When I was school (a long time ago in a galaxy far, far away) our
small, fierce and lovely matric English teacher (complete with
Scottish accent) drilled this into us: you never write “try and” – you
write “try to”. Continue reading “Try to remember this”
Time for the apostrophe
Recently, on Cape Talk radio (www.capetalk.co.za), afternoon host John Maytham read out a communication from a listener about a sign seen at the Mining Indaba where the apostrophe reared its small and annoying head. The sign said something like “Worlds’ Mines. How many worlds do the people at the Mining Indaba think there are?
Now this is one of the great dividers between the general population and Sticklers for English Usage (such as myself). In spoken English the apostrophe is irrelevant; in signs in shops that say Stickers and Tattoo’s (the Cape Science Centre, Feb 9) it doesn’t essentially matter: communication has been achieved and the shoppers know where to find the tattoos. Continue reading “Time to think about apostrophes”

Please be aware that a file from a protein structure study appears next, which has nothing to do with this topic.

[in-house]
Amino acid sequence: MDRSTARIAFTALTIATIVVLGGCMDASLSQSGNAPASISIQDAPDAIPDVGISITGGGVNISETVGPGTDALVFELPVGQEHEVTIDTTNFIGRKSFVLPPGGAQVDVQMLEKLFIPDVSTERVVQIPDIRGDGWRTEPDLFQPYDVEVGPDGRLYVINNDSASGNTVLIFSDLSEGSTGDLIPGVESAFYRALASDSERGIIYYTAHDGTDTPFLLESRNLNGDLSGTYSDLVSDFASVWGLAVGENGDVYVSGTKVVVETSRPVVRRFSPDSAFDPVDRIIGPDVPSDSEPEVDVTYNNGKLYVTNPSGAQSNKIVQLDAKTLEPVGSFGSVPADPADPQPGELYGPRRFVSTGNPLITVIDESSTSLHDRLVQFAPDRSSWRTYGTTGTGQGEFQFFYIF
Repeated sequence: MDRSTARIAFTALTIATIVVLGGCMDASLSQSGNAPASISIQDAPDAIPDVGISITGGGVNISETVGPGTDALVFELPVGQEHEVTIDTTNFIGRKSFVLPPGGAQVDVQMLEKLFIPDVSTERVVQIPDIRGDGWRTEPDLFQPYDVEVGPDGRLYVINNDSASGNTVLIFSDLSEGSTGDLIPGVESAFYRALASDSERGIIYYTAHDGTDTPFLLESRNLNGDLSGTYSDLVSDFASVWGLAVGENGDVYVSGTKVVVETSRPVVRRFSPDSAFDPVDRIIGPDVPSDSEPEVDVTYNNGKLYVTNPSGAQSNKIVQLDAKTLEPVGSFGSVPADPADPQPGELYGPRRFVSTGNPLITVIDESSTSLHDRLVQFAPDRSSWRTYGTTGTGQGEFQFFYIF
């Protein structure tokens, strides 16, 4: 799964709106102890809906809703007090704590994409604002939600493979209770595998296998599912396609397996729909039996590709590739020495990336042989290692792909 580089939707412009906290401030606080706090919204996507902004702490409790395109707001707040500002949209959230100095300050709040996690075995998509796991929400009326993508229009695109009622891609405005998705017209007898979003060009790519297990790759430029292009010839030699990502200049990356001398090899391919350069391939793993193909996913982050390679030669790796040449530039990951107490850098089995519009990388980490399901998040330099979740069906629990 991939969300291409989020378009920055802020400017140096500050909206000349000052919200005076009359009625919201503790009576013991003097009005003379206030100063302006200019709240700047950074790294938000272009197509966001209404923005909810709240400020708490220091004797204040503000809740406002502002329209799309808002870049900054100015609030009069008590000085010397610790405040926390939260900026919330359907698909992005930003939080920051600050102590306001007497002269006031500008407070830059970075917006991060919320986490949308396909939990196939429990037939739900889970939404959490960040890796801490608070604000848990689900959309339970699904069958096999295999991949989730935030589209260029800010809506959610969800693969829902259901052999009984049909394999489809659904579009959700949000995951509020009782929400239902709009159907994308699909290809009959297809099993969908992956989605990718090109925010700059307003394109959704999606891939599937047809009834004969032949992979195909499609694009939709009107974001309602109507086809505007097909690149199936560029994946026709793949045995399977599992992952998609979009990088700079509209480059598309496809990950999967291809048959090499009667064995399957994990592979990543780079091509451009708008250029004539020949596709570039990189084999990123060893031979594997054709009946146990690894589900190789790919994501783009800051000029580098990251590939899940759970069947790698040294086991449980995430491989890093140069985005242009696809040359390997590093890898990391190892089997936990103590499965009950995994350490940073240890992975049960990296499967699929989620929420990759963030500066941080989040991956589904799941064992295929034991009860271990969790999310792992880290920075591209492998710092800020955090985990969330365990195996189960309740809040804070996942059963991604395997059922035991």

But: such a little word, such a lot of confusion.
You can go mad looking at grammar rules to find out when the use of But is appropriate – although it seems that a lot of people are not aware they need to think about it at all. Continue reading “No buts”
In my years as a sub-editor on South African newspapers, and as a trainer, I wrote some training materials. Below is one that’s intended as a one-page guide to the basic legal rules applying to SA journalism. It was first published on my sister Gill Moodie’s site Grubstreet:
Continue reading “Renee’s Golden Rules”